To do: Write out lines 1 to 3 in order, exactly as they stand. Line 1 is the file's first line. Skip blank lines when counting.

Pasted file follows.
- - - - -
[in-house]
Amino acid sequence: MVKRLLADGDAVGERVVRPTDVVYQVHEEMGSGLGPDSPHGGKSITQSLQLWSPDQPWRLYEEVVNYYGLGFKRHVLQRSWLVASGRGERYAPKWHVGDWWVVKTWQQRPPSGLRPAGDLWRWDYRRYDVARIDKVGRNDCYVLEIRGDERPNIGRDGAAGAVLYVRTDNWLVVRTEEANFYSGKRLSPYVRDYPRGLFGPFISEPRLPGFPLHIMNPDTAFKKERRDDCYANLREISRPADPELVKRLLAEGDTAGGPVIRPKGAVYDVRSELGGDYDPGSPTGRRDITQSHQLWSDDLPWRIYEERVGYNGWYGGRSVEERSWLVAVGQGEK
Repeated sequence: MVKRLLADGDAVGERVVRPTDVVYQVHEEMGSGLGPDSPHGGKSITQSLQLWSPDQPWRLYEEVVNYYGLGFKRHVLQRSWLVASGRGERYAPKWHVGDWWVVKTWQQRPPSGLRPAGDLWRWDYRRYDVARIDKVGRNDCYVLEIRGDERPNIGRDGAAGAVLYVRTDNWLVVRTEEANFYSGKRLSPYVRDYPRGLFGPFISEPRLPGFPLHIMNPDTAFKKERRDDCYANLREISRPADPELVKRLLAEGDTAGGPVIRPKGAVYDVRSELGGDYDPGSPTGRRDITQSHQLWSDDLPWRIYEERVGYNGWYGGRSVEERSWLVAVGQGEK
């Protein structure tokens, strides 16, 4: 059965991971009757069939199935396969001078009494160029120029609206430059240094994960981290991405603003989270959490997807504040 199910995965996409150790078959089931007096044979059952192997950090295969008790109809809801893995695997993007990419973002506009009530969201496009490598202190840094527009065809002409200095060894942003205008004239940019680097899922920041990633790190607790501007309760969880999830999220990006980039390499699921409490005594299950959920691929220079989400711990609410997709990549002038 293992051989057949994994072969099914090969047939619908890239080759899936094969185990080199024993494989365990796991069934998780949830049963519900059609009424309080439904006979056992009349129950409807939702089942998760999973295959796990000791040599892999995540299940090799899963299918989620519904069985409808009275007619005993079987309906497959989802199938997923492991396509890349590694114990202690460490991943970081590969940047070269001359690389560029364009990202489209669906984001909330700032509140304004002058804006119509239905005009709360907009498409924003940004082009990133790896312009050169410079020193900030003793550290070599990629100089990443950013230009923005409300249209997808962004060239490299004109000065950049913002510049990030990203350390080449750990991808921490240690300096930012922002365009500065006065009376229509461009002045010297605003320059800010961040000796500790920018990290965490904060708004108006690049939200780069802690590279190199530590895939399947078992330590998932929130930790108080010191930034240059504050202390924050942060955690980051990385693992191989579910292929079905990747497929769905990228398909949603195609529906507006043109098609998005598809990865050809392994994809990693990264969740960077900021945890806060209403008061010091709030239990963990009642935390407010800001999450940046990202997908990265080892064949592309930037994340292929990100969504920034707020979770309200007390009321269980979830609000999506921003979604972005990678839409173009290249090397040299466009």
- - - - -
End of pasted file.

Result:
[in-house]
Amino acid sequence: MVKRLLADGDAVGERVVRPTDVVYQVHEEMGSGLGPDSPHGGKSITQSLQLWSPDQPWRLYEEVVNYYGLGFKRHVLQRSWLVASGRGERYAPKWHVGDWWVVKTWQQRPPSGLRPAGDLWRWDYRRYDVARIDKVGRNDCYVLEIRGDERPNIGRDGAAGAVLYVRTDNWLVVRTEEANFYSGKRLSPYVRDYPRGLFGPFISEPRLPGFPLHIMNPDTAFKKERRDDCYANLREISRPADPELVKRLLAEGDTAGGPVIRPKGAVYDVRSELGGDYDPGSPTGRRDITQSHQLWSDDLPWRIYEERVGYNGWYGGRSVEERSWLVAVGQGEK
Repeated sequence: MVKRLLADGDAVGERVVRPTDVVYQVHEEMGSGLGPDSPHGGKSITQSLQLWSPDQPWRLYEEVVNYYGLGFKRHVLQRSWLVASGRGERYAPKWHVGDWWVVKTWQQRPPSGLRPAGDLWRWDYRRYDVARIDKVGRNDCYVLEIRGDERPNIGRDGAAGAVLYVRTDNWLVVRTEEANFYSGKRLSPYVRDYPRGLFGPFISEPRLPGFPLHIMNPDTAFKKERRDDCYANLREISRPADPELVKRLLAEGDTAGGPVIRPKGAVYDVRSELGGDYDPGSPTGRRDITQSHQLWSDDLPWRIYEERVGYNGWYGGRSVEERSWLVAVGQGEK